Its annual agricultural control costs and production losses amount to €5 billion globally. It is especially damaging because it feeds on the reproductive structures and bores inside the plant, making it difficult to detect and control. A very large number of insecticides are deployed to control this pest, which is already resistant to many compounds.
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Under adverse conditions, moths can migrate long distances. Adults can disperse distances of 10 km during “non-migratory flights” and hundreds of kilometres (up to 250 km) when making “migratory flights,” which occur when host quality or availability declines. Long-distance seasonal movements from low to higher latitudes, usually with warm winds preceding cold fronts, are most common in summer, and adults may migrate up to 1000km and reach Britain and other parts of Europe from sources in southern Europe and North Africa.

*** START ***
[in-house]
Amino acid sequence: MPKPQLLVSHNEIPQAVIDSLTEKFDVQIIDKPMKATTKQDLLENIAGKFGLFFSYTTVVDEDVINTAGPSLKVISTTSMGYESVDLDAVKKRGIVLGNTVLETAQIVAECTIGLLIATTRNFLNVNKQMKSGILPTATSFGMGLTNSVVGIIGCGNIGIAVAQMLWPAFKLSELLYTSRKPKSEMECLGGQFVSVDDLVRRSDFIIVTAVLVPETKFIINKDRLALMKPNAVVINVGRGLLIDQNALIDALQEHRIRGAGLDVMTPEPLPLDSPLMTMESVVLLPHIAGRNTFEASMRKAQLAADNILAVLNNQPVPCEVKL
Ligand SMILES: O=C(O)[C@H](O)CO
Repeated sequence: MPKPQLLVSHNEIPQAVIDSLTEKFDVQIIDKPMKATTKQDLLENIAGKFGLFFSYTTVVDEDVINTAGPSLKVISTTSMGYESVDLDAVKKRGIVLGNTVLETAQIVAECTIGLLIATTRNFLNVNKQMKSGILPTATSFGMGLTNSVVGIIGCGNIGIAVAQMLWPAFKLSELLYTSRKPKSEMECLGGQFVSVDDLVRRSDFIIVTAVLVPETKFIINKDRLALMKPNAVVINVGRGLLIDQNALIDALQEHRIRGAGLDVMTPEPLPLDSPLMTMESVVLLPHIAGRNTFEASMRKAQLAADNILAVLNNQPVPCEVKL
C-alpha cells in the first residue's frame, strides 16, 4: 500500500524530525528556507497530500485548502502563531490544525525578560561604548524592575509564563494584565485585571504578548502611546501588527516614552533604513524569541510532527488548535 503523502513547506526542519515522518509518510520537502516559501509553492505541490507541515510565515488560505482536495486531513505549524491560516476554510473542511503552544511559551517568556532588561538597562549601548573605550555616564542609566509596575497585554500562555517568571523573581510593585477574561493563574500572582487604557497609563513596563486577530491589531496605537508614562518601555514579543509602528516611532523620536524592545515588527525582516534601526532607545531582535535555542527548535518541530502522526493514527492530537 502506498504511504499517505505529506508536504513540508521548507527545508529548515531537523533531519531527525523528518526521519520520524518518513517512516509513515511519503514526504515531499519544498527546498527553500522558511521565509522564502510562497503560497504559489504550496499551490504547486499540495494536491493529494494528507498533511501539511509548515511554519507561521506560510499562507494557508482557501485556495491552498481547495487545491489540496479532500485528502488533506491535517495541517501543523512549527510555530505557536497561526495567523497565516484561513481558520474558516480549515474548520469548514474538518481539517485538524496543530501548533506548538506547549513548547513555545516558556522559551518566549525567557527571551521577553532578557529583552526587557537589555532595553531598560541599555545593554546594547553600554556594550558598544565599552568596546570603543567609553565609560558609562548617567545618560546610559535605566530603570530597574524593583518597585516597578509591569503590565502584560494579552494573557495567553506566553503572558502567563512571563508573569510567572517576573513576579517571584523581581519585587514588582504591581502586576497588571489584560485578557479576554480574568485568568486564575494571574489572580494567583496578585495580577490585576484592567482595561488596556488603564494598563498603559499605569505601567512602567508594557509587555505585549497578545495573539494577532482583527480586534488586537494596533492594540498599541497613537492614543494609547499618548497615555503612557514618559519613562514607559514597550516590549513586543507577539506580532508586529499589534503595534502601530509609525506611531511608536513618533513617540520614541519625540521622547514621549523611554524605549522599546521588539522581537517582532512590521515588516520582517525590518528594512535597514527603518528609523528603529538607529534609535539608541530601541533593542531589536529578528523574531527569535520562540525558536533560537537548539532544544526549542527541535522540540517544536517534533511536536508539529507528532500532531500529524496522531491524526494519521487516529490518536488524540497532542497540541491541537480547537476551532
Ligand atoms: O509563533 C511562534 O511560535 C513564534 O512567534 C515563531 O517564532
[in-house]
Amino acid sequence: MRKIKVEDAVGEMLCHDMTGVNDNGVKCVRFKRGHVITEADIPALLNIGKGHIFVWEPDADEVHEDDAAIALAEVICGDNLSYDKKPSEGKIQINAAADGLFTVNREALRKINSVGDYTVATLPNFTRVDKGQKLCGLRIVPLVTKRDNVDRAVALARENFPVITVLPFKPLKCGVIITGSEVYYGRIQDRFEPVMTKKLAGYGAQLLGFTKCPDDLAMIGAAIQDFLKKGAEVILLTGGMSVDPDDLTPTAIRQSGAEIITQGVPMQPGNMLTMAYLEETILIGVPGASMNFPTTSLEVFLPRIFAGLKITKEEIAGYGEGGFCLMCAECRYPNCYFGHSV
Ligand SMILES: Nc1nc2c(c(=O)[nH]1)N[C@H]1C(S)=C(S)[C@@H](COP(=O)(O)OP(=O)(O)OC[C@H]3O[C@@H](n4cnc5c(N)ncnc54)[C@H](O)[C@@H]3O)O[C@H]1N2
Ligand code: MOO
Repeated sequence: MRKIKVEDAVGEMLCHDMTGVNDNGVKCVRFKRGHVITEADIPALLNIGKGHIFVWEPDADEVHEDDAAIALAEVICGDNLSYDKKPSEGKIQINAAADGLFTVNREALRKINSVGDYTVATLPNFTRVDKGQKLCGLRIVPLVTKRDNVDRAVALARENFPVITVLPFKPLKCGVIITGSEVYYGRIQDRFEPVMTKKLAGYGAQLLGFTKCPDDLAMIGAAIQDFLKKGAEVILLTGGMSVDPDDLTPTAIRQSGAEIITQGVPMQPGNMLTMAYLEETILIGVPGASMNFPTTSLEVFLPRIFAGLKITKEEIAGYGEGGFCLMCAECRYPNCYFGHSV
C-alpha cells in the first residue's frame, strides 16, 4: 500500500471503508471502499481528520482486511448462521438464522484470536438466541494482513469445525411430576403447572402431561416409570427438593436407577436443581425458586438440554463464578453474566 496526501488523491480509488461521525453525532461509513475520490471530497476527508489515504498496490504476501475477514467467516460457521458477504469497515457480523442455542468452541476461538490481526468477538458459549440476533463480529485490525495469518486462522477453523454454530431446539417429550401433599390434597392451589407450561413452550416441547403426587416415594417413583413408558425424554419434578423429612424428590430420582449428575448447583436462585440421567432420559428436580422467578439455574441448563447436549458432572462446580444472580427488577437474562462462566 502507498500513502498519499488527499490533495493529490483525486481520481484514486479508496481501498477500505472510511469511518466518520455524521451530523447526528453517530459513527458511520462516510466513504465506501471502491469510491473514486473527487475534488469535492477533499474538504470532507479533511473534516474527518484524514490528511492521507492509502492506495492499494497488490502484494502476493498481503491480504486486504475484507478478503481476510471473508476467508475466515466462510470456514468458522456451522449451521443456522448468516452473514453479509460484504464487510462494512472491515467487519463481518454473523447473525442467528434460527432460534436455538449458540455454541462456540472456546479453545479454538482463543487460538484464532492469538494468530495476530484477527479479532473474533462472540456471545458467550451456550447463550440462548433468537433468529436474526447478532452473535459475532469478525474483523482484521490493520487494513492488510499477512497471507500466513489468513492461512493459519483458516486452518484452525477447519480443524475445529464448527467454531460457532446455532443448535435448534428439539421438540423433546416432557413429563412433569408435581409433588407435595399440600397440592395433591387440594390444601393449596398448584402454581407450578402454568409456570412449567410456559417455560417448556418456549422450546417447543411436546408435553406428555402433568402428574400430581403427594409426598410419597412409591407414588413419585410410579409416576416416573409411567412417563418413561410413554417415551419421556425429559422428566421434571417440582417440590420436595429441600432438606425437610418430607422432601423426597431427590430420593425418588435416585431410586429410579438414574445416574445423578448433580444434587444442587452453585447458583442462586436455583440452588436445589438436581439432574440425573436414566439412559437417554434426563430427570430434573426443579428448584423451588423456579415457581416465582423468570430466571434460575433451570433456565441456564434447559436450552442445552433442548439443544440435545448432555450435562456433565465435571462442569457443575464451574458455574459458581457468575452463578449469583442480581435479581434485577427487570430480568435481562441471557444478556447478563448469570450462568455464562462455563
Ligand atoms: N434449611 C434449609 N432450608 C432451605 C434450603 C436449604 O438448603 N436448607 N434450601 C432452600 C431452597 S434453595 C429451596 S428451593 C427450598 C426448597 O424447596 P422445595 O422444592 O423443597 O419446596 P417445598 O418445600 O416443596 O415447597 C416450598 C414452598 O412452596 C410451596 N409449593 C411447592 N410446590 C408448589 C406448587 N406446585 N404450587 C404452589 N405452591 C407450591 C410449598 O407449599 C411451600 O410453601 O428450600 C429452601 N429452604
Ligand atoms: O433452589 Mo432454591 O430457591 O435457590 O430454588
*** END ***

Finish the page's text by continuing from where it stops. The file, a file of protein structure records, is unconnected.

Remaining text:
Because of its economical importance and distant migrations Trapview has initiated a 2-year project to create a dense network of fully automated traps in the Mediterranean basin, combining it with significant advances in automated pest recognition, data analysis and forecasting of pest population similar to weather forecasts. The project has been awarded a substantial grant from the EU Horizon 2020 SME Instrument programme, which is a direct recognition by EU Commission that EFOS' Trapview automated pest monitoring system is a breakthrough innovation in agriculture. The recognition allows EFOS to further position itself as a top leading crop and pest monitoring solution in the world.